30:19 Oh, that's true.

30:19 Yeah.

30:20 Okay.

30:21 So that's a bit of a diversion there, but I went down that route.

30:24 Hold on.

30:24 It's like, I really don't know which way I should go, but I feel like there's, there's a case to be made that just like, when you talk about Python three, you're not talking about old unsupported versions.

30:32 You're everything that's like modern three, seven and above should be like an S and an, an alias for Python.

30:39 I don't know.

30:39 When we were just saying Python three, what we meant was like three, one.

30:43 So I know we got to get used to that.

30:45 that there's no Python 2 really to worry about.

30:49 All right, well, that will definitely bring us to our extras, won't it?

30:53 - Yeah, yeah.

30:54 - All right, you want me to kick it off since I got my screen up?

30:57 - Yeah, go ahead.

30:58 - All right, so Will, like I said, he gets two appearances and also his comments.

31:02 So thank you for that.

31:03 And this is like in the same vein of what I was just talking about.

31:06 Like what is this convention that we want to have, right?

31:08 So the Walrus operator came out in 3.8 and it was kind of an interesting big deal, right?

31:15 there's a lot of debate around whether or not that should be in the language.

31:19 Honestly, I think it's a pretty minor thing that it's not a huge deal.

31:22 But the idea is you can both test for a variable as well, or you can use the test or use the value of the variable in the same place that you create it.

31:32 So instead of saying x equals get user, or like u equals get user, if user is not none, or if user, you could just say if u colon equals get user, do the true thing.

31:43 Otherwise then it's not set right.

31:46 And so Will is suggesting that we pronounce the walrus operator as u becomes the value.

31:55 So like x colon equals seven is like x becomes seven.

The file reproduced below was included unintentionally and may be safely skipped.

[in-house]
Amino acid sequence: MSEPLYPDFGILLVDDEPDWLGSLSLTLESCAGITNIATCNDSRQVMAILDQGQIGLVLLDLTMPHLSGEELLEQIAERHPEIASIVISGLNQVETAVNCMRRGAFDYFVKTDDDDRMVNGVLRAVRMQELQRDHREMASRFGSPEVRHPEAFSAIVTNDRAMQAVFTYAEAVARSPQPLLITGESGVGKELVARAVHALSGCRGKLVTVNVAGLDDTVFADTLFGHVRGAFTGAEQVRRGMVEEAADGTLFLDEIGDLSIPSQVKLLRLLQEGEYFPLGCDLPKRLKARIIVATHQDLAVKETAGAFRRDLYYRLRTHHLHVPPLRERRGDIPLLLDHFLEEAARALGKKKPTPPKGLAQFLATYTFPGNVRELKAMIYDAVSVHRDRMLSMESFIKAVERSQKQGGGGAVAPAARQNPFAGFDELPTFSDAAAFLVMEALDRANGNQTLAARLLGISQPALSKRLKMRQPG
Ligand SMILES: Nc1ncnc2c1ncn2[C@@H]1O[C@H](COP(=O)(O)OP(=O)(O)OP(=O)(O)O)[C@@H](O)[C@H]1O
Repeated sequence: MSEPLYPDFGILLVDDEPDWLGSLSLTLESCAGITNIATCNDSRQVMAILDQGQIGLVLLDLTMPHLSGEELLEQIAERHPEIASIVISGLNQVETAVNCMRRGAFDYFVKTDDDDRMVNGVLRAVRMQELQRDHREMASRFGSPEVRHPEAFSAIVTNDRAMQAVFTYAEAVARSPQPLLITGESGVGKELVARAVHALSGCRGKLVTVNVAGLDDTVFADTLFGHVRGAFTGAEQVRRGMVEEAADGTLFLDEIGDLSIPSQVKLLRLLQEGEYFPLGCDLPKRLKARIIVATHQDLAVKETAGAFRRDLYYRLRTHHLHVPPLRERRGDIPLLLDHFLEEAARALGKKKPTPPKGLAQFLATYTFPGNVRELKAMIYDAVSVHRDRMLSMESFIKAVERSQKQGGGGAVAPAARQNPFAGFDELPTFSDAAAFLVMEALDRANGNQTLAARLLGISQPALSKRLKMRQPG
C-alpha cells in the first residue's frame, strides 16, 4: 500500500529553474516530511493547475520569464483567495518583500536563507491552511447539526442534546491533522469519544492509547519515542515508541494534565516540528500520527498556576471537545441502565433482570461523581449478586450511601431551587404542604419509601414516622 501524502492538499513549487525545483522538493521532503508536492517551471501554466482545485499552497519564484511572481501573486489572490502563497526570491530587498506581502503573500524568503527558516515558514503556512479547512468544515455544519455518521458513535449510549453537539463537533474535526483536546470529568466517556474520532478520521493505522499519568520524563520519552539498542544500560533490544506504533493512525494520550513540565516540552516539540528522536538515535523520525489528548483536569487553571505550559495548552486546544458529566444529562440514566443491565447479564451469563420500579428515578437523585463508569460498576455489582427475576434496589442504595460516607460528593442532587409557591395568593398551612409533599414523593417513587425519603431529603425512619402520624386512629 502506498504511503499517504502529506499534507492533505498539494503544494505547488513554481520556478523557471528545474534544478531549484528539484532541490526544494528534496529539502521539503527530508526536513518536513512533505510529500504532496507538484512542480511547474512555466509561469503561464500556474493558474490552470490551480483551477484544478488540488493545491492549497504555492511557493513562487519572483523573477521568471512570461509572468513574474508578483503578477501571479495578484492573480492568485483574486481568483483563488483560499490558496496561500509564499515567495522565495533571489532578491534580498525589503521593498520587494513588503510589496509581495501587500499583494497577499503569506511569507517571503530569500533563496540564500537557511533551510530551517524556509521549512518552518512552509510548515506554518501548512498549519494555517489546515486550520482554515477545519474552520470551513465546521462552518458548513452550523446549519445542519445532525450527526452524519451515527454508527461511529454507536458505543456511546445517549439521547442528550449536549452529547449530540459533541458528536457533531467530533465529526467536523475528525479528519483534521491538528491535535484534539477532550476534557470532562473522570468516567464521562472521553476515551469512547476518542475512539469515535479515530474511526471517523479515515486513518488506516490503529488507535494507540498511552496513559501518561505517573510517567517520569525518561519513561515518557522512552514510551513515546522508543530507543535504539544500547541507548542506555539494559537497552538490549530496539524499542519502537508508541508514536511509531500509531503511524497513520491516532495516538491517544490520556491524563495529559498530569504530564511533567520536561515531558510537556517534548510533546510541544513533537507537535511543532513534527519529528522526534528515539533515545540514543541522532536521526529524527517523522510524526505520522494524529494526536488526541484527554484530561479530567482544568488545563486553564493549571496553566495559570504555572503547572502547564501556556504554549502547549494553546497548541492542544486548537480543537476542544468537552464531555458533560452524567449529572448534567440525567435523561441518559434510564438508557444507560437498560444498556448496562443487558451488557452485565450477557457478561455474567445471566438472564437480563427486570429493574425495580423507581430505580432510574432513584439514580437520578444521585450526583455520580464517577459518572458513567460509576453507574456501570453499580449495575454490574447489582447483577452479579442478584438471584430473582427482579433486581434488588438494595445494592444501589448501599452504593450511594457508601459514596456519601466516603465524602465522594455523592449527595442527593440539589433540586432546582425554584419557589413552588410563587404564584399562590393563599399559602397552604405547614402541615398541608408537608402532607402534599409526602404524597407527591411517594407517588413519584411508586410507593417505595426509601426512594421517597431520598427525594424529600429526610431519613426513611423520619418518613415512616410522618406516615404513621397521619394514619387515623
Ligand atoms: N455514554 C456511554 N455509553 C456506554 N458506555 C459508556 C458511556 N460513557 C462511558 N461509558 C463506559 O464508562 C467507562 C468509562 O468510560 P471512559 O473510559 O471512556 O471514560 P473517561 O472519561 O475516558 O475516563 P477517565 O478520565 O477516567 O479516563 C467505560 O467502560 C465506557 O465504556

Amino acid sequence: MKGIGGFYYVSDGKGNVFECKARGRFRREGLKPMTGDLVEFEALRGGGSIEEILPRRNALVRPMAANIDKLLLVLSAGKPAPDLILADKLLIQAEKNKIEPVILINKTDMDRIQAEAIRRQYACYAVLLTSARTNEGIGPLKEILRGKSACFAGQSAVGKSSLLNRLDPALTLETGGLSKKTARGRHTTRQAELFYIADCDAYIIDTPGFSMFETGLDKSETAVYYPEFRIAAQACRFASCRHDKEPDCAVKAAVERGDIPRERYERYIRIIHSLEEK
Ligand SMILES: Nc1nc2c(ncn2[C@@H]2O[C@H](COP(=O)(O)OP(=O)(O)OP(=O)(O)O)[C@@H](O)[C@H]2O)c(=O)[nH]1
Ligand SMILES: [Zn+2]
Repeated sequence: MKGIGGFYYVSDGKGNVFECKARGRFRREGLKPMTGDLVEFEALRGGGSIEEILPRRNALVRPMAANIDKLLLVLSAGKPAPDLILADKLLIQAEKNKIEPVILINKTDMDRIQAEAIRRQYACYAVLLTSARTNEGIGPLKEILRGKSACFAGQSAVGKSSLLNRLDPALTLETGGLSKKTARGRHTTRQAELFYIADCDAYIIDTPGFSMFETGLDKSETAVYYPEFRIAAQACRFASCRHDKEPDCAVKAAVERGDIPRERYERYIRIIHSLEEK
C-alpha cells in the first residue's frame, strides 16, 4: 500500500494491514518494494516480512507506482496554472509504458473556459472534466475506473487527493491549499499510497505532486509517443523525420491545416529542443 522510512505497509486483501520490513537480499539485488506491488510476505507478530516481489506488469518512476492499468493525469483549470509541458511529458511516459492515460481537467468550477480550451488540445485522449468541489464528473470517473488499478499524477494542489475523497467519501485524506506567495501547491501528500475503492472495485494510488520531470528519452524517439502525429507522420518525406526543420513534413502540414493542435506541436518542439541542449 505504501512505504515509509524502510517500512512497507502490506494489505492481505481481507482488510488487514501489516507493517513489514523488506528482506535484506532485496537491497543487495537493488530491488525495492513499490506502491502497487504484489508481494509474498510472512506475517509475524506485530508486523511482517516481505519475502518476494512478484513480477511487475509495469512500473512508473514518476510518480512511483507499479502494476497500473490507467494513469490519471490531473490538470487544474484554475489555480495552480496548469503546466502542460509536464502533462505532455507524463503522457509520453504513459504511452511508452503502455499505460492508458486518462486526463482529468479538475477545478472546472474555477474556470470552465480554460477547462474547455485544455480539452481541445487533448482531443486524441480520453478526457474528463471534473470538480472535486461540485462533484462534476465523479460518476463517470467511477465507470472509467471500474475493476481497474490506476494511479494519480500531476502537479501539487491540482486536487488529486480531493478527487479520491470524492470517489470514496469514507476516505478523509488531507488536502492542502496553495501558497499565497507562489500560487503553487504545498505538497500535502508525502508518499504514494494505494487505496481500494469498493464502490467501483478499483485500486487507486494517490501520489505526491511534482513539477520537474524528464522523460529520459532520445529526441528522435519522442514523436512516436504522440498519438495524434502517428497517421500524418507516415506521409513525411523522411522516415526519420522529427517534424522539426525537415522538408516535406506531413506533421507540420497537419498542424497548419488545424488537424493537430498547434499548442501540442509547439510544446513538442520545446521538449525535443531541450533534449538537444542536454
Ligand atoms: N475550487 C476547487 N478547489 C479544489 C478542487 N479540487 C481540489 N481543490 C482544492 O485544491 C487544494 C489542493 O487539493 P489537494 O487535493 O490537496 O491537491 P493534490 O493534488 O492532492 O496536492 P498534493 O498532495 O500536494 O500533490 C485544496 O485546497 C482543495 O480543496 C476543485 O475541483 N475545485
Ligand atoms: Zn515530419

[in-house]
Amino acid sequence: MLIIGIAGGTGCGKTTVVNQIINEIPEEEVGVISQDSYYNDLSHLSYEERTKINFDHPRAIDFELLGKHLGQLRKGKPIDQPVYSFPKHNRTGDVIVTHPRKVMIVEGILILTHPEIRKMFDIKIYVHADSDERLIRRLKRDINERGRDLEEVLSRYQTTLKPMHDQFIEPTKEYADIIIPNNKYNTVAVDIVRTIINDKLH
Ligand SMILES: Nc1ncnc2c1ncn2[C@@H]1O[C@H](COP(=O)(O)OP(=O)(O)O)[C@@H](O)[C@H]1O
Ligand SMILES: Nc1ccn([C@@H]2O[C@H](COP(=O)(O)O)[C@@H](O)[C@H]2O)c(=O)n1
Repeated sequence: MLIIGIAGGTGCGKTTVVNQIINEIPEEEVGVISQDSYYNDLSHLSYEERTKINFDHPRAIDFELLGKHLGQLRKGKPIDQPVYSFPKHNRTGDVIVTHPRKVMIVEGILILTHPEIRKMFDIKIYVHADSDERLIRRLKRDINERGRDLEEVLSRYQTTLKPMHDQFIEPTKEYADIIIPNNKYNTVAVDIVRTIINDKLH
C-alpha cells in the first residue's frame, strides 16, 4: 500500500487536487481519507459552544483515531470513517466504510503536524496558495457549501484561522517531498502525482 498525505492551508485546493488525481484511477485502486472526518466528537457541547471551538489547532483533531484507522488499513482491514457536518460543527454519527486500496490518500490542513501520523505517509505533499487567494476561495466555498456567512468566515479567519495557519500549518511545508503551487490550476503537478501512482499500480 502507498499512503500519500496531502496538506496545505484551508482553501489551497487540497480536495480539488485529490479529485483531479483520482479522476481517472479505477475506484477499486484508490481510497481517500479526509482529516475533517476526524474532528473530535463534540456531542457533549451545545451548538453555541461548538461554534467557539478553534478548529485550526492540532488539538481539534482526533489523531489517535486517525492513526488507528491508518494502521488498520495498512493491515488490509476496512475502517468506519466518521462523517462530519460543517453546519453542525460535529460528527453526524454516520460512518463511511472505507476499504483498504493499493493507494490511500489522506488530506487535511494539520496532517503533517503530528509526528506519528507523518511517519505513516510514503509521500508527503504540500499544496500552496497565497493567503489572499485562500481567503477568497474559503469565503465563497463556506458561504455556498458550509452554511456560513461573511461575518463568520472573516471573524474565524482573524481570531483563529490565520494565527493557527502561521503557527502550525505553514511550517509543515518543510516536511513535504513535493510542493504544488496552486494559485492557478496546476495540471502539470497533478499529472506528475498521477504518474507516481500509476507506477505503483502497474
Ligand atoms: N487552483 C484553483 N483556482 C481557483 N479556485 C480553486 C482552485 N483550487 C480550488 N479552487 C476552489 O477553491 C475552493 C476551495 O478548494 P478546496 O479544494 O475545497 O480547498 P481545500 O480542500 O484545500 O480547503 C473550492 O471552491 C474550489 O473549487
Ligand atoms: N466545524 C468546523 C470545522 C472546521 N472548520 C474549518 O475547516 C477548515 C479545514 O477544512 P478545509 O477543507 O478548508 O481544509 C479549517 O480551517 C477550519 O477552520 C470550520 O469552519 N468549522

31:58 What do you think?

31:59 Are you behind this?

32:00 - Okay, so you'd be like when you're reading your code to yourself I guess.

32:03 - How do you say it?

32:04 Like if you say like the lambda expression, like how do you define like the variables of the lambda?

32:10 Like there's terms around there I make it a little bit hard to say without just saying syntax.

32:15 He's proposing like becomes is the way we verbalize while we're separate.

32:22 I like it. I'm going to give it a thumbs up.

32:25 >> It's interesting, but how is that different from assignment though?

32:28 What do you say with assignment?

32:30 I don't say like x.

32:32 >> Equals? I don't know.

32:33 >> Equals, assign, becomes works.

32:37 >> I will put it out there if people can think about it.

32:40 And there's a, there's a nice Twitter thread here with lots of comments.

32:43 so folks can jump in.

32:46 Or you can just walrus, just talk X walrus five.

32:50 oh yeah.

32:51 Well, what do walruses do?

32:53 I mean, is there like a cool action that would, is like particular to walruses?

32:58 Well, there probably is, but it's not, it doesn't apply to this.

33:01 It's not a very colloquial, is it?

33:03 Is X.

33:05 Yeah.

33:05 And John, then John Sheehan out in the audience says in my brain, I use a assigned to, and he must know what's coming because he's up next.

33:14 [LAUGH]

33:16 Hey, John.

33:17 So the other thing I want to talk about is, did you know, I learned through John, that string starts with will take an iterable, it says tuple, but I suspect it might even be an iterable of substrings.

33:31 And if any of them match, it will test out to be true.

33:35 to like ABCDEF, you say starts with a tuple, AB or CD or EF.

33:42 I've never used this.

33:44 >>I didn't know that that was a thing.

33:45 >>I would always just do that as like X starts with AB or X starts with CD or X starts with EF.